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Need of Context in a Chatbot Conversation

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Need of Context in a Chatbot Conversation

Developers must keep in mind while building a chatbot that context is important to maintain the state of a conversation.

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A conversation (or chat) is a chain of statements exchanged between two or more individuals. Mostly, conversations happen on a particular topic or in a situation. Whatever the topic or situation is, context is very important to maintain the state of a conversation.

Conversation Chatbot

In the world of cognitive computing, computers are conversing with humans as ChatBots, or in short, bots. As Alan Turing famously quoted, "A computer would deserve to be called intelligent if it could deceive a human into believing that it was human."

So, even computers need the so-called context to keep the conversation flowing and to deceive us as humans.

Why am I so contextual today? Looks like chatting with a WatBot for a week took a toll on me, or reading the below line from the Watson Conversation documentation had its impact:

"State information for your conversation is maintained using the context. The context is a JSON object that is passed back and forth between your application and the Conversation service. It is the responsibility of your application to maintain the context from one turn of the conversation to the next."

Technically, a context includes a unique identifier for each conversation with a user, as well as a counter that is incremented with each turn of the conversation. If we don’t preserve the context,  each round of input appears to be the start of a new conversation. We can fix that by saving the context and sending it back to the conversation service each time. 

Code To Achieve Context Persistence

In Javascript:

// maintains state. var prompt = require('prompt-sync')(); var ConversationV1 = require('watson-developer-cloud/conversation/v1'); // Set up Conversation service. var conversation = new ConversationV1({   username: 'USERNAME', // replace with username from service key   password: 'PASSWORD', // replace with password from service key   path: { workspace_id: 'WORKSPACE_ID' }, // replace with workspace ID   version_date: '2016-07-11' }); // Start conversation with empty message. conversation.message({}, processResponse); // Process the conversation response. function processResponse(err, response) {   if (err) {     console.error(err); // something went wrong     return;   }   // If an intent was detected, log it out to the console.   if (response.intents.length > 0) {     console.log('Detected intent: #' + response.intents[0].intent);   }      // Display the output from dialog, if any.   if (response.output.text.length != 0) {       console.log(response.output.text[0]);   }   // Prompt for the next round of input.     var newMessageFromUser = prompt('>> ');     // Send back the context to maintain state.     conversation.message({       input: { text: newMessageFromUser },       context : response.context,     }, processResponse) }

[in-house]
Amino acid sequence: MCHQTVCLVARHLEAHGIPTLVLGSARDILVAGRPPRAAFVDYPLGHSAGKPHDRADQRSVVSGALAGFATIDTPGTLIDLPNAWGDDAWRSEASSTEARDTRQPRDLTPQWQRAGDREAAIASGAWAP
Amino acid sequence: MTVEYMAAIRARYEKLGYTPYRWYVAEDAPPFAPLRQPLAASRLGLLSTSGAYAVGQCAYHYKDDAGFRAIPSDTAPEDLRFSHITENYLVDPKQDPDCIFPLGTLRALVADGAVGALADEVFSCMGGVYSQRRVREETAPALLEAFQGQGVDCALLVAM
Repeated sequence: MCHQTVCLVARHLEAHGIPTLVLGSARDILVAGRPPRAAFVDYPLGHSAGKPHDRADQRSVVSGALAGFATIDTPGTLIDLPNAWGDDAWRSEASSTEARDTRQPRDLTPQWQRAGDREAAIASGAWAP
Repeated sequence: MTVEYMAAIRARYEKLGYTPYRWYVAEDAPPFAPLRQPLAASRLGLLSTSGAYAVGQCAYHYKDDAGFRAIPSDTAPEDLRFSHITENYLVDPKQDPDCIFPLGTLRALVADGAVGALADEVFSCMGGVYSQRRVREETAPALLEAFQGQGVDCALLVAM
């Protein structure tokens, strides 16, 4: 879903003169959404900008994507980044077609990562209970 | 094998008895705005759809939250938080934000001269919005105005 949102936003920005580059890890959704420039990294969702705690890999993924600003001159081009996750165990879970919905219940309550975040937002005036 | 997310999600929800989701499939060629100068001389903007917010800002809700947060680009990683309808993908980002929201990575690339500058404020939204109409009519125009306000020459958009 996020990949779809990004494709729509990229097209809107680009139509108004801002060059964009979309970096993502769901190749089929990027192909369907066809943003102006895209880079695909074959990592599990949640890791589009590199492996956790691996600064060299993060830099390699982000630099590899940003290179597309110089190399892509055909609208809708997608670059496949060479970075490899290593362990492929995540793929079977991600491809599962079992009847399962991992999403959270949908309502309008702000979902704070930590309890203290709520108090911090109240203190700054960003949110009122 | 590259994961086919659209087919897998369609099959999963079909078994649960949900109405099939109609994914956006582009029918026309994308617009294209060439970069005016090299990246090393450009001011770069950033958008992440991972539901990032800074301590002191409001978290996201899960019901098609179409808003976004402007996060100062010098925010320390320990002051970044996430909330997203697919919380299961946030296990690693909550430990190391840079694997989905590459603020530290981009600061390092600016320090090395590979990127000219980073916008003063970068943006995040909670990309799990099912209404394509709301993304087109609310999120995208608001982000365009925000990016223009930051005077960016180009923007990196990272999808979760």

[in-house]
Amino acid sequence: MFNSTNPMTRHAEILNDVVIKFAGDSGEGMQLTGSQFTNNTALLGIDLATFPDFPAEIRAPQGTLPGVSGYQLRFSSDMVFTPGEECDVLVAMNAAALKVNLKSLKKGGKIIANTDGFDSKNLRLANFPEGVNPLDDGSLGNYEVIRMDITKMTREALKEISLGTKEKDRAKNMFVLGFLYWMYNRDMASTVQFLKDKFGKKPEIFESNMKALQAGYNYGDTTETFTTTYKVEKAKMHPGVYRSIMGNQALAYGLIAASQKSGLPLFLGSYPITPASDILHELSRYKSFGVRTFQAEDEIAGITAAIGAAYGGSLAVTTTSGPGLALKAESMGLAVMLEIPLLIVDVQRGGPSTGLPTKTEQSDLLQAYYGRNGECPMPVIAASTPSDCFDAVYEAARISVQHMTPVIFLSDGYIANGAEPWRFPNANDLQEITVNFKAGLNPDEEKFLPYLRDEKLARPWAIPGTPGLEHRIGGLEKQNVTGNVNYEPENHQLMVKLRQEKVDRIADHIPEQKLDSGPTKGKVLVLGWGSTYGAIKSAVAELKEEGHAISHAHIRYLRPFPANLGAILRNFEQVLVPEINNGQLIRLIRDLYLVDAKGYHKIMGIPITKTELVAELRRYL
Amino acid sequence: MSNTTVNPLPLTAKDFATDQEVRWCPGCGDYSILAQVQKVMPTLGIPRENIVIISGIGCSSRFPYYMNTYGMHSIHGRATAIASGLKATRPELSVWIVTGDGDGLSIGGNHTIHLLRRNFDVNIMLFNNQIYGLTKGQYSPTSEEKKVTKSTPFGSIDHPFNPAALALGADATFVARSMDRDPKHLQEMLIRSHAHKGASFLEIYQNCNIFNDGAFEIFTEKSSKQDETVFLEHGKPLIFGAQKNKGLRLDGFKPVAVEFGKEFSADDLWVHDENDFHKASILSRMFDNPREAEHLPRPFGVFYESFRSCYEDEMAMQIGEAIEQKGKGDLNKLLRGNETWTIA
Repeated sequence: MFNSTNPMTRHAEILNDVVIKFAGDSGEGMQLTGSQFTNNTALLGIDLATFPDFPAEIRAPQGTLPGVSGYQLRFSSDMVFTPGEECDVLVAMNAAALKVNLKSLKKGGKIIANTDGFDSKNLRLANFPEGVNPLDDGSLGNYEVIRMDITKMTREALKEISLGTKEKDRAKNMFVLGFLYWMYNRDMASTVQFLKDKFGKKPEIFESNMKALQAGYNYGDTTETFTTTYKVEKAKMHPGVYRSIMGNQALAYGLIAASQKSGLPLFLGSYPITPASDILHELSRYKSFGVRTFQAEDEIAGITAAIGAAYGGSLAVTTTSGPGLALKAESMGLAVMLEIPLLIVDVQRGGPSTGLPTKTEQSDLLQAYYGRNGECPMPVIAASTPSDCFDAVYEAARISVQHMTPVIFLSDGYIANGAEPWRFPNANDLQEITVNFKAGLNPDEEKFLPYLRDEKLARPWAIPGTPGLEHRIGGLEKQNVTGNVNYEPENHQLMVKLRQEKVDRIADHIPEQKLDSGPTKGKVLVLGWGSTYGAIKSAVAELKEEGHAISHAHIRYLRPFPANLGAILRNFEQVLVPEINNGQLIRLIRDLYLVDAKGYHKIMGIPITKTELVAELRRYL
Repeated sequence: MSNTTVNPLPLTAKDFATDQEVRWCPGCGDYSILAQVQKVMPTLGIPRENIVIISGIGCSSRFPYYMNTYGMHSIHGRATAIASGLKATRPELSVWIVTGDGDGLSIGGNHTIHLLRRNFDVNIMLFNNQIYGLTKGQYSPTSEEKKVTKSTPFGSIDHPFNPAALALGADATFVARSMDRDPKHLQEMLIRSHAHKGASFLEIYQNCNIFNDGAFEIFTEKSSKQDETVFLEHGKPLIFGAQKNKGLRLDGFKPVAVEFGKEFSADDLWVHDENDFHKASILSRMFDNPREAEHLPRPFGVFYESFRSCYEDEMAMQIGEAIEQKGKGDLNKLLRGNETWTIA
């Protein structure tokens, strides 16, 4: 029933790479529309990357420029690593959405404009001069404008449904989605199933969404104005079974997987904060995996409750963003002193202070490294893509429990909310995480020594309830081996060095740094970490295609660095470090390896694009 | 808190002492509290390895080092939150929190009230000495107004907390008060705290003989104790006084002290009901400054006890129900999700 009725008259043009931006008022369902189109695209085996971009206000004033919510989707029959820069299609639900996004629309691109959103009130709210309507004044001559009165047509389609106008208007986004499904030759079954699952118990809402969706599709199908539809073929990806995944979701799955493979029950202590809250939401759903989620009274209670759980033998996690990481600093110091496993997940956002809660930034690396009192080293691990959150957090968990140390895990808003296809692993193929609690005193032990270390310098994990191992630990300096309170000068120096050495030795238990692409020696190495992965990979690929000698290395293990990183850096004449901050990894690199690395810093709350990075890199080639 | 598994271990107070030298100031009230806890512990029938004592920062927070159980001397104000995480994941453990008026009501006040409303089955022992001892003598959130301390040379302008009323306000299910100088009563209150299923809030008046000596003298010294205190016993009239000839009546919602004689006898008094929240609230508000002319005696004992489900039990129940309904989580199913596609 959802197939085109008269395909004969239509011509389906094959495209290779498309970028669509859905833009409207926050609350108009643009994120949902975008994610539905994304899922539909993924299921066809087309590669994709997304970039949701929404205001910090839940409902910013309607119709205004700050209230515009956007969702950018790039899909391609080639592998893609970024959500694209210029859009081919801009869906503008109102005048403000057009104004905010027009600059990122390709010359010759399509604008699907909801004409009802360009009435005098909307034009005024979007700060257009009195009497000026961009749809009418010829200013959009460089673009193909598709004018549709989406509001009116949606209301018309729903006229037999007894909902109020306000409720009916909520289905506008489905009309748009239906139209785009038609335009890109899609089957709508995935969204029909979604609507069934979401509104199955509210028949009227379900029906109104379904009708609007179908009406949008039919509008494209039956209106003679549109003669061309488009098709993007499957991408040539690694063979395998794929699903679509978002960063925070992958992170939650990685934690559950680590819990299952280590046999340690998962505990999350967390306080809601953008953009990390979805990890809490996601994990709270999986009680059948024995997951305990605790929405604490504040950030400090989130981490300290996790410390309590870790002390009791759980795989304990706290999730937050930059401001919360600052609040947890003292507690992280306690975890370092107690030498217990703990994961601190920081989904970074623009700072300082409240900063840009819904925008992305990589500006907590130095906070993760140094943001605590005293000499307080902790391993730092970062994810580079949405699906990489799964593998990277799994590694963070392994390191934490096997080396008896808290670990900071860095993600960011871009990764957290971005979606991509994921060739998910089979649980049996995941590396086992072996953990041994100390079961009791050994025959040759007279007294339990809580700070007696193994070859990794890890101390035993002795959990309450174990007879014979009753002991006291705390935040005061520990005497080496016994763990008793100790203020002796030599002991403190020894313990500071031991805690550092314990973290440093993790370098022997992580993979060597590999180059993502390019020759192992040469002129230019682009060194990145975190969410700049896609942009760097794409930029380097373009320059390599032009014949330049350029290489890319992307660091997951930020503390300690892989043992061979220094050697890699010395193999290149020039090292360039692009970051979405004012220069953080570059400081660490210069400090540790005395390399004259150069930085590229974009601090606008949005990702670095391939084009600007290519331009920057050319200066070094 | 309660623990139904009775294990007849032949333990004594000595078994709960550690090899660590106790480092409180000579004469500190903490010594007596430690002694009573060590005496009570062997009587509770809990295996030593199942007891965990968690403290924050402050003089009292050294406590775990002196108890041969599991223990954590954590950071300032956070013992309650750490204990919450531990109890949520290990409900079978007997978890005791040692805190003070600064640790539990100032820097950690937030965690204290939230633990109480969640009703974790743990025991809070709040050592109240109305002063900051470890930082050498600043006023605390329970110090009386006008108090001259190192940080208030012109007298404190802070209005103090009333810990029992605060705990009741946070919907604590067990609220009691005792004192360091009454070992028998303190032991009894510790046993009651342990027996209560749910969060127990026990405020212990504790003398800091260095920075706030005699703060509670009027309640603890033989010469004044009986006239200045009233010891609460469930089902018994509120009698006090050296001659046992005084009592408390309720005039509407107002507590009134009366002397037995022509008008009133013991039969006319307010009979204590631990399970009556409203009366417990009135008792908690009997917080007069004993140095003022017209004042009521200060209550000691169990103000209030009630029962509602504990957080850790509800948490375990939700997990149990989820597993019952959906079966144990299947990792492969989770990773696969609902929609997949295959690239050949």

In Android, using Watson Developer Cloud Java SDK:

private Map < String, Object > context = new HashMap < > ();
ConversationService service = new ConversationService(ConversationService.VERSION_DATE_2016_09_20);
service.setUsernameAndPassword("Your Watson service UserName", "Your watson service PassWord");
MessageRequest newMessage = new MessageRequest.Builder().inputText(inputmessage).context(context).build();
MessageResponse response = service.message("Your Workspace Id", newMessage).execute(); //Passing Context of last conversation     if(response.getContext() !=null)       {         context.clear();         context = response.getContext();      }

Check the complete Android code –  WatBot Repo on Github.

In Swift 3.0,  using Swift Watson SDK:

import Conversation
let username = "your-username-here"
let password = "your-password-here"
let version = "YYYY-MM-DD" // use today's date for the most recent version let conversation = Conversation(username: username, password: password, version: version) let workspaceID = "your-workspace-id-here" let failure = { (error: RestError) in print(error) } var context: Context? // save context to continue conversation conversation.message(workspaceID, failure: failure) { response in     print(response.output.text)     context = response.context }

In addition to maintaining our place in the conversation, the context can also be used to store any other data you want to pass back and forth between your application and the conversation service. This can include persistent data you want to maintain throughout the conversation (such as a customer’s name or account number), or any other data you want to track (such as the current status of option settings).

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Topics:
mobile ,watson ,chatbots

Published at DZone with permission of Vidyasagar Machupalli, DZone MVB. See the original article here.

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